I revere the duo, influenced by the works of Femi Osofisan and Wole Soyinka, in trending the latter feat. I dare proclaim the Black Histories as a most crucial and sacrosanct Muse to the most contemporary African. You see, Soyinka might not have won the Nobel if he had chosen to write ‘New York’, instead of ‘Ake’.
So…for me, when reading the ‘most contemporary’ Nigerian literatures and some I find on Facebook, from compelling poets all-over, I seek the expression before subject matter—original imagery and line rhymes; for which I must admire Kukogho Iruesiri Samson, a consistent concierge of the components of general traditional poetry, which are progressively weakening in the thrill of modernist pens— and just ago, I read a poem from a different poet; well, still akin to Kukogho’s expressive styles, but Kingsley Ayistar, in my reach, certainly promises to be an enjoyable poet and enjoyable most typically, by the disheartened ilk. I have read so much of the young poet and his collections come to me as a ‘motivational genre’. But his ‘A Peddling Stranger’ is different, a brief-paced, sentimental poem where I saw a new face. And that new face is the resonating awareness of environment and intimate reality.
Kingsley Ayistar’s ‘A Peddling Stranger’ tries to attain the wistful proportions of Grail Armattoes’ ‘The Lonely Soul’. But just as G.A speaks of an enigmatic loner (an old woman) ‘on lone country roads’; Ayistar pictures, in all sustainable insouciance, the escapade of a loaf-seller, an early morning agege-bread hawker as is portrayed in the clear realist images of the poem.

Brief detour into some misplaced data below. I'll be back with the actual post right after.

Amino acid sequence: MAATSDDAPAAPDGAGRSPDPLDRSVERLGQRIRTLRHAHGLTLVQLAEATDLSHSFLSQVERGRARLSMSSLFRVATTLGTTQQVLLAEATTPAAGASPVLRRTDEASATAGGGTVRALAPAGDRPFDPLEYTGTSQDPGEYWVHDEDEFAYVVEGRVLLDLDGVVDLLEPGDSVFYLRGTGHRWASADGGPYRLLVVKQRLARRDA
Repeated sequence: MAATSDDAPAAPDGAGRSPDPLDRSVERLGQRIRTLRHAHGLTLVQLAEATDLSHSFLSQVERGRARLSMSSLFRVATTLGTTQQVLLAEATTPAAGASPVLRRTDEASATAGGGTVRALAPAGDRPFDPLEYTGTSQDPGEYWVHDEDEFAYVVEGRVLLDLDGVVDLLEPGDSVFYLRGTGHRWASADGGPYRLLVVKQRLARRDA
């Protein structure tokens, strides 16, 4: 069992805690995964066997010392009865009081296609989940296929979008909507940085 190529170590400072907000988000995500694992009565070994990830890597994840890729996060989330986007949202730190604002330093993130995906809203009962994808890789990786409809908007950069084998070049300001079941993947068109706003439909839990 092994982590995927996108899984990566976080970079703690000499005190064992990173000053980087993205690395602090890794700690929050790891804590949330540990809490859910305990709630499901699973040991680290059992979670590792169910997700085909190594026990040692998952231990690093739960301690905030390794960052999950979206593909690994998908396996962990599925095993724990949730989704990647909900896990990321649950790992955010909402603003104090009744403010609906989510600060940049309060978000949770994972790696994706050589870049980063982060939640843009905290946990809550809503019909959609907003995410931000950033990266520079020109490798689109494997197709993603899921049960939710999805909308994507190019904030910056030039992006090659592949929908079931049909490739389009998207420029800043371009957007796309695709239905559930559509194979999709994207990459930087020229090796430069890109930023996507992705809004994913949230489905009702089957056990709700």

While the strutting rooster crows
Early in tandem with sunlight
When I rise and open my window
She’s the first human on sight (4)
One could say that the first stanza was a way of telling the poet’s mere routine (pinpointing his prompt attitude to work) or a lead-in into the life of an unknown female outsider; but with a workable suspense, in the ensuing seven stanzas, he continues to hint on his subject instead of directly addressing it—just as in Grail’s with the passing old woman.
The words she zealously scream
Rouses me to wonder
If this had been her dream (8)
Of course, not! What can a woman do to survive in a roaring heartless economy? This is perhaps not as intricate as it would seem, but it expresses the pathetic sense of loneliness, tedium and predictability. The ideas are to be found in various sequences of the piece, where the poet says that his ‘day starts with her chorus’, ‘she sells bread to make bread’ and ‘she comes just as she goes’ from ‘unknown places to places unknown’.
It’s a doleful sort of concern that bothers the poet, just as it should to an average sensible tax-paying, pledge-reciting Nigerian. It seems like in our nation, everyone is just a peddling stranger to the next. In the poem, the speaker notes that he patronizes her, ‘eats from the stranger’, and yet, doesn’t know her name. He only stares at her from the window and ‘watches her opera’. This way— this personal concentration— expresses the sentimental emotions about a loss of community.
To avoid the myopia of too much worry, the main interest of the poem consoles itself in the seventh stanza:
One may scoff at what she does
And yearn never to be like her
But tis okay to be content
With the labour one finds to bear (28)
A natural feeling arising out of hope. It tells one the price of satisfaction. But, sadly, beyond a common window-opener’s strength, we cannot tell merely by the smiles of peddling strangers what broils within. Not much longer, ‘with not much haggling/ She moves on peddling’.